VICTIMS of state-sponsored kidnapping, innocent children given to strangers as sex and work slaves, cruelly beaten, neglected if they were lucky and driven to madness and suicide, with survivors often scarred beyond being able to love, be loved or have children... These are the still-forgotten Australians, who still have not received any sort of apology from the Australian or Queensland governments.
Imbil’s Kerri Saint trembles with emotion as she recounts her experience of violent abuse, working in charcoal pits at Inala from the age of five, permanently injured from brutal beatings and still hurting right to her soul.
Her stories and those of many others are not set in the 19th Century, nor in famine-plagued Africa or Stalinist Russia but right here in sunny Queensland even into the 1980s.
While other young Australians went to parties, travelled the world and built their futures, kids like Kerri (and their mothers) suffered unspeakably beneath the surface of affluent and liberated Australia.
Working in those charcoal pits before and after school, rejected for being different and punished for not doing her homework, Kerri was told constantly how lucky she was, while left to the mercy of cruel and deranged adoptive parents — a violent alcoholic man and a woman with significant mental health issues.
Kerri Saint was told her mother, who gave her up in the 1960s, didn’t want her and was dead but when she went to get a death certificate, she found her mother still lives in Townsville and still grieves.
Kerri attributes her survival to the Seventh Day Adventist church, which introduced her to the love of a caring God, the first love she ever had.
Now at last, the horrifying scandal of Australia’s other stolen generation, the white kids stolen from unmarried mothers, is slowly coming to light.
Some of it flows from the apology given to the aboriginal stolen generation.
Indigenous leader Max Dulumunmun Harrison, an elder of the Yuin people, helped bring it out last November, when he wrote: “I applaud the Prime Minister’s apology to our mob, but what about the white stolen generation that suffered the same fate?
“I know many white people who went through the same pain. So why can’t this government do its healing again and apologise to the white stolen generation to bring closure to all this suffering?”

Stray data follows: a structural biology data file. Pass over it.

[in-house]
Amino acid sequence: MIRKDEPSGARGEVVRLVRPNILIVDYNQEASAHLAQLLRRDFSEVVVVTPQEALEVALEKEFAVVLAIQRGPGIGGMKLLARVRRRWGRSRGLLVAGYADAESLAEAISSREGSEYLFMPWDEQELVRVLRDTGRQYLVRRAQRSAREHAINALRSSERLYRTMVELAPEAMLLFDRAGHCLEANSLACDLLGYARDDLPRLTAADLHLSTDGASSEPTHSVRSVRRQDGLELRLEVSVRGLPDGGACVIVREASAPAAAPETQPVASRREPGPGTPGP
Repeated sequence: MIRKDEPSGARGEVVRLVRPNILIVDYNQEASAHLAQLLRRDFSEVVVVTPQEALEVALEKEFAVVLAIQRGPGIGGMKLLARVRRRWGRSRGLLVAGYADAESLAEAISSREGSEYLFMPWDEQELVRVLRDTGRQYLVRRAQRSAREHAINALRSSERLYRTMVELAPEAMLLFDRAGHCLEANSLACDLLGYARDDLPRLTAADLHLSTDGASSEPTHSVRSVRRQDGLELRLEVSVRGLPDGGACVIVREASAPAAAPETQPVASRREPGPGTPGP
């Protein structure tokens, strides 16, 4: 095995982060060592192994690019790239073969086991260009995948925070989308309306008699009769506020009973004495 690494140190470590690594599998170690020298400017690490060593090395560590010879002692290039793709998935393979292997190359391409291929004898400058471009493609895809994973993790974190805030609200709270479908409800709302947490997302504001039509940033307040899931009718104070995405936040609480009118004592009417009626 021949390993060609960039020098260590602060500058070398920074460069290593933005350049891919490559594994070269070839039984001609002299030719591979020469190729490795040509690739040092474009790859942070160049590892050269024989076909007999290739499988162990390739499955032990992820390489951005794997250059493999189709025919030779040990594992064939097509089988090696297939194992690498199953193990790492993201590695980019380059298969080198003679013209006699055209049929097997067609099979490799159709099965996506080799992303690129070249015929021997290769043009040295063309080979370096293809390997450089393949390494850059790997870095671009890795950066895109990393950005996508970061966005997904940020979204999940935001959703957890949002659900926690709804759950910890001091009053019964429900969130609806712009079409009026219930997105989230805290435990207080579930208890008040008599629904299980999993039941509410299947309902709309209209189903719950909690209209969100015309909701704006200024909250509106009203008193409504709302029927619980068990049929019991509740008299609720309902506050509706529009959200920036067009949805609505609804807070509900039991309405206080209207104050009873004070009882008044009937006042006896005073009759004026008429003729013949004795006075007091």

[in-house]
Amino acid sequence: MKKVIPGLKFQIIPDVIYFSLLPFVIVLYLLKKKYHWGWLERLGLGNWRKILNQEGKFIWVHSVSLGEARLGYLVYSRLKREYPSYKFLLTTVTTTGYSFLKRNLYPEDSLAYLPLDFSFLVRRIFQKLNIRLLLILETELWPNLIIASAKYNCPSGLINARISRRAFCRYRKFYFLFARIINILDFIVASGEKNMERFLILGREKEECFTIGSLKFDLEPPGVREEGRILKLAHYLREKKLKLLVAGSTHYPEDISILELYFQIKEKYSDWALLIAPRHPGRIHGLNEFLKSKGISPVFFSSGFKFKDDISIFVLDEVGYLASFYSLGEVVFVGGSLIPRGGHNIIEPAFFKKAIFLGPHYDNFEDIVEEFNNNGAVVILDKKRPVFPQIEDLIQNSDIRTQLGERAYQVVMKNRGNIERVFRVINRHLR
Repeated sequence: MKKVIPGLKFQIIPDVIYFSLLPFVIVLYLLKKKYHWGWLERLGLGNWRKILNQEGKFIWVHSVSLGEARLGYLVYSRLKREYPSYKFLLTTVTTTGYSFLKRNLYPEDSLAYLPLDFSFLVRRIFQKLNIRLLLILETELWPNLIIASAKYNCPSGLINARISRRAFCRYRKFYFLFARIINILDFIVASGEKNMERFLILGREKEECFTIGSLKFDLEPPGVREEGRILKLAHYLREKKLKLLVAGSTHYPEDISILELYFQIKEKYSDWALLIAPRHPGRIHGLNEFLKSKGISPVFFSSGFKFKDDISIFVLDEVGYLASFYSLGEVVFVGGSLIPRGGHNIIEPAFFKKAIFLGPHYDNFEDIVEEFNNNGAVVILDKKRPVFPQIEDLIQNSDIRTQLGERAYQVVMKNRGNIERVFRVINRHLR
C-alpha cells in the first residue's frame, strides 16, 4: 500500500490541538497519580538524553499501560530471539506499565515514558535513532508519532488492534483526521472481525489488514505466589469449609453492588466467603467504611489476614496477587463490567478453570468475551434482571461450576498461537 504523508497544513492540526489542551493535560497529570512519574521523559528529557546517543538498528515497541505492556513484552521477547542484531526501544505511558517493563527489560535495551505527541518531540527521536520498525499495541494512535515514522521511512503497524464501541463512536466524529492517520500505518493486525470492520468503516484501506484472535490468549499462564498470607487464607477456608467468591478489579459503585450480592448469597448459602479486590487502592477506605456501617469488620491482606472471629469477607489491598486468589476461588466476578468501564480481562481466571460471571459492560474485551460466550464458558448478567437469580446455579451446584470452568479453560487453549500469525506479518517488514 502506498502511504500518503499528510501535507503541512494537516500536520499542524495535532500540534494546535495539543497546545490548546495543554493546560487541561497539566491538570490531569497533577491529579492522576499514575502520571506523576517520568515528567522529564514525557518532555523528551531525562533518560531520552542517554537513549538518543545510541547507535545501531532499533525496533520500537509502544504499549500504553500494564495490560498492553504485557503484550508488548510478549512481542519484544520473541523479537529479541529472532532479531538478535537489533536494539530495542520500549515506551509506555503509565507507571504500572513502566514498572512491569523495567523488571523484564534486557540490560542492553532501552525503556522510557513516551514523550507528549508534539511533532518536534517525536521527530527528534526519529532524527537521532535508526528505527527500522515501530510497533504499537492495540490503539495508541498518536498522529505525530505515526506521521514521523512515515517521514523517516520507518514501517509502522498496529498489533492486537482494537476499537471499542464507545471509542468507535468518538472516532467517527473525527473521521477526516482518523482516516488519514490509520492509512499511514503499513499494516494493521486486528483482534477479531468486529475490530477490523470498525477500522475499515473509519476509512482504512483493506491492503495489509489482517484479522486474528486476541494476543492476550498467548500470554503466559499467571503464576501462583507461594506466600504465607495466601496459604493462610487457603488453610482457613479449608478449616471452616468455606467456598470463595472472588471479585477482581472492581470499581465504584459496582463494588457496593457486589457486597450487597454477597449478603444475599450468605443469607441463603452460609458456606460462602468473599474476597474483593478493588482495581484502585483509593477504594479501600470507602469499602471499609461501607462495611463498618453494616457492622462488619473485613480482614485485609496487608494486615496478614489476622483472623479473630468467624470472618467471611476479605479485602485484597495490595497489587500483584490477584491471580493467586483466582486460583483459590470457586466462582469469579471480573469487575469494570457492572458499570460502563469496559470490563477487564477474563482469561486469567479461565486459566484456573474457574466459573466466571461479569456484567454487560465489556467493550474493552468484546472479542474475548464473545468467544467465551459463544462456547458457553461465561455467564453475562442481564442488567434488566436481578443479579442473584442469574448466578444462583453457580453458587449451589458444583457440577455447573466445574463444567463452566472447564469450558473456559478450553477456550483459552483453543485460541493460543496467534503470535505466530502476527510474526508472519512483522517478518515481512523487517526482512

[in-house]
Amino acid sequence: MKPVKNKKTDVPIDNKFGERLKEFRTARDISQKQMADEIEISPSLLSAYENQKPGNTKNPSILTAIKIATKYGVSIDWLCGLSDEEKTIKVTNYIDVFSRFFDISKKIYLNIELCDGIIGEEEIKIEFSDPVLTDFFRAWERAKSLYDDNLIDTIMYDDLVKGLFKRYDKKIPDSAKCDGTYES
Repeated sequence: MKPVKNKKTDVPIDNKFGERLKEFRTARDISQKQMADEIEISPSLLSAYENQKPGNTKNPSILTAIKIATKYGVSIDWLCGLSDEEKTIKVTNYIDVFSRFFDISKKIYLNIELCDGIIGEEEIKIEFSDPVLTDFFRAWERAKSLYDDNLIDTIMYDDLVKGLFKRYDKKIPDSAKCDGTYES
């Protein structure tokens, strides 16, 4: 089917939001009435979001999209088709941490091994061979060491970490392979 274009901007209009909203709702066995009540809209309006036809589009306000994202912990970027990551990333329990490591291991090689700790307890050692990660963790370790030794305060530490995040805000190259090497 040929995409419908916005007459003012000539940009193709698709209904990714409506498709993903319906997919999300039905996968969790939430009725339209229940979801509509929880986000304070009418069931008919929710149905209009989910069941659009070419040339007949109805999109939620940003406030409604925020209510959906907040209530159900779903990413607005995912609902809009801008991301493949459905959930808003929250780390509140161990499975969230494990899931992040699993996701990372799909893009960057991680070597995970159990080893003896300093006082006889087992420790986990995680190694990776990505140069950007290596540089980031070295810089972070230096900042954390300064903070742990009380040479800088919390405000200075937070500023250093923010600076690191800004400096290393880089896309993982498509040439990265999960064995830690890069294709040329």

Now a social worker, Kerri has raised her own children and devotes her life to helping others, particularly through her organisation, White Australian Stolen Heritage, which has a website for anyone wanting to contact her.
She also thanks concerned politicians including Gympie’s David Gibson. But most of all she is grateful for the support of her best mate and fellow Gympie Region resident, Robyn Street.
All her agitation has now borne fruit with an upcoming Senate Inquiry, which has called for public submissions by February 28.
“I want people to know that this is possibly their only chance,” Kerri told The Gympie Times this week.
“No-one seems to know about it but they can make submissions, but it has to be soon.”
Anyone who wants to talk to her about making a submission can contact her on 54 845949.
Her story is partially echoed by that of Federal Labor MP Brett Raguse, who points out that many adopted children, including himself, have had good lives. But, as he told Parliament, something needs to be done for people like Kerri and all their mothers, including his own.
“My mother was 17 when I was born,” he told the House. “(She) was told she could take (her child) home. That was not to happen...
“A pillow was placed to her head to stop her seeing or understanding anything that was going on.
“She remembers my cries as I was taken down the hallway...she was told to go home and start a new life.
“That is the sort of profound loss that many of the forgotten Australians and migrants have also felt.”
Kerri has already accepted one apology for people suffering from forced adoptions — from the Royal Brisbane and Women’s Hospital.
The hospital’s executive director of Women’s and Newborn Services, Prof Ian Jones, has apologised on behalf of the hospital for its treatment of young single mothers during and following their pregnancies in a scandal that runs from the 1920s right up to the 1980s.
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